I can't tell you which player the Chargers would take in that scenario. There's certainly a case for both, but again, it depends on the team's internal strategy and where their board is at in such a situation.
Don't sleep on an edge rusher in Round 1.
Again, with Khalil Mack and Joey Bosa on the roster, the Chargers don't need a starter. But they need depth behind them, as Chris Rumph II is the only other notable edge rusher on the roster right now.
Perhaps Murphy drops into the early 20s, or edge rushers like Lukas Van Ness or Nolan Smith slip a bit.
In this scenario, perhaps the Chargers take the long view and get a player who could be a third-down rusher in 2023 and develop into a starter in his second season.
This same scenario, by the way, could play out at cornerback, too. Players such as Banks, Joey Porter, Jr., or Emmanuel Forbes could be names to watch late Thursday night.
To me, this is among the more interesting storylines ahead of this weekend.
The Chargers plan on Easton Stick backing up Justin Herbert in 2023, but Stick is only under contract for one season.
I could absolutely see the Bolts using a late-round pick on a quarterback, much like they did in the fifth round with Stick in 2019.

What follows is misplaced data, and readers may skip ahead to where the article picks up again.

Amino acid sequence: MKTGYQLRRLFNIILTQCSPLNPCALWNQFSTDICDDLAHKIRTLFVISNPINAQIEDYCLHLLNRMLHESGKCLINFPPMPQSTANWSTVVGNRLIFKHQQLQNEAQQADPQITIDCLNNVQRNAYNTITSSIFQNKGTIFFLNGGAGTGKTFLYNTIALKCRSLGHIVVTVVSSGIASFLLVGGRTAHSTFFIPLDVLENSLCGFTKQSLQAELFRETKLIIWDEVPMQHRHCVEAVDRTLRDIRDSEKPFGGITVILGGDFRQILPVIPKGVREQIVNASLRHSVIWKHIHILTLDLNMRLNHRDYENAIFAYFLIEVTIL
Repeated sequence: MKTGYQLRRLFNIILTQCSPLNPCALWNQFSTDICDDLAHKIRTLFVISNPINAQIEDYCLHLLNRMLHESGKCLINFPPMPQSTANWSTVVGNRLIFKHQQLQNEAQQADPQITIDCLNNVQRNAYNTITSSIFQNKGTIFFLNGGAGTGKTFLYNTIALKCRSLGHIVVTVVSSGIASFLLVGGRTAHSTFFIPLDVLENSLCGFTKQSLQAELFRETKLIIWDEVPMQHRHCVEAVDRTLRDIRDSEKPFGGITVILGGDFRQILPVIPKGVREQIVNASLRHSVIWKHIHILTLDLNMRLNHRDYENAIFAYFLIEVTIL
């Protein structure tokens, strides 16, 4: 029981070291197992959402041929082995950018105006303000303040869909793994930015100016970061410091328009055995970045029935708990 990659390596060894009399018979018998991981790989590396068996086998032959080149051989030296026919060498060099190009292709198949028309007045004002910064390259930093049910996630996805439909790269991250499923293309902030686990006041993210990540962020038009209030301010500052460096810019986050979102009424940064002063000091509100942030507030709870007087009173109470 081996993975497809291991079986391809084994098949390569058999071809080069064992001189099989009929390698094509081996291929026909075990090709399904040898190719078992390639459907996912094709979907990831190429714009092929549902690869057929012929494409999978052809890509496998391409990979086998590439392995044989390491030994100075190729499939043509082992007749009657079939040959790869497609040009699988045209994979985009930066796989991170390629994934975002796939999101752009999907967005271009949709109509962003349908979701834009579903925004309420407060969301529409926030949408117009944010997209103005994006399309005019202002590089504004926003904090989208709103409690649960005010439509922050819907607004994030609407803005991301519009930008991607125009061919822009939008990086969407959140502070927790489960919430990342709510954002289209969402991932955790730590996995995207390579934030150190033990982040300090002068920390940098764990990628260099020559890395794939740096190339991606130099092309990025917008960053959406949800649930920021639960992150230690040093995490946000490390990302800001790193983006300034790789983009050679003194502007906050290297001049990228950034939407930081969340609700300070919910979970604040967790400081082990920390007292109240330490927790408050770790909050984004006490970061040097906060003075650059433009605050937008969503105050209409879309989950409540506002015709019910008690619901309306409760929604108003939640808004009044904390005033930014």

Who could be some options in the sixth or seventh round?
We covered a handful of them in our draft preview on quarterbacks, but we'll name a few here, too.
Brugler has fifth to seventh-round grades on the following quarterbacks: Houston's Clayton Tune, Georgia's Stetson Bennett, UCLA's Dorian Thompson-Robinson, TCU's Max Duggan and Shepherd's Tyson Bagent.
This isn't a proclamation that the Chargers will draft a late-round quarterback. It's simply an acknowledgement that they could address the position then.
Telesco said Monday that the Chargers will bring three or four quarterbacks to training camp. So whether that's in the draft or through undrafted free agents, the team will have more arms than Herbert and Stick on the roster in the next week or so.
That will do it for this edition of the Mailbag.
As always, you can find me on Twitter at @EricLSmith and submit your questions for the Chargers Mailbag.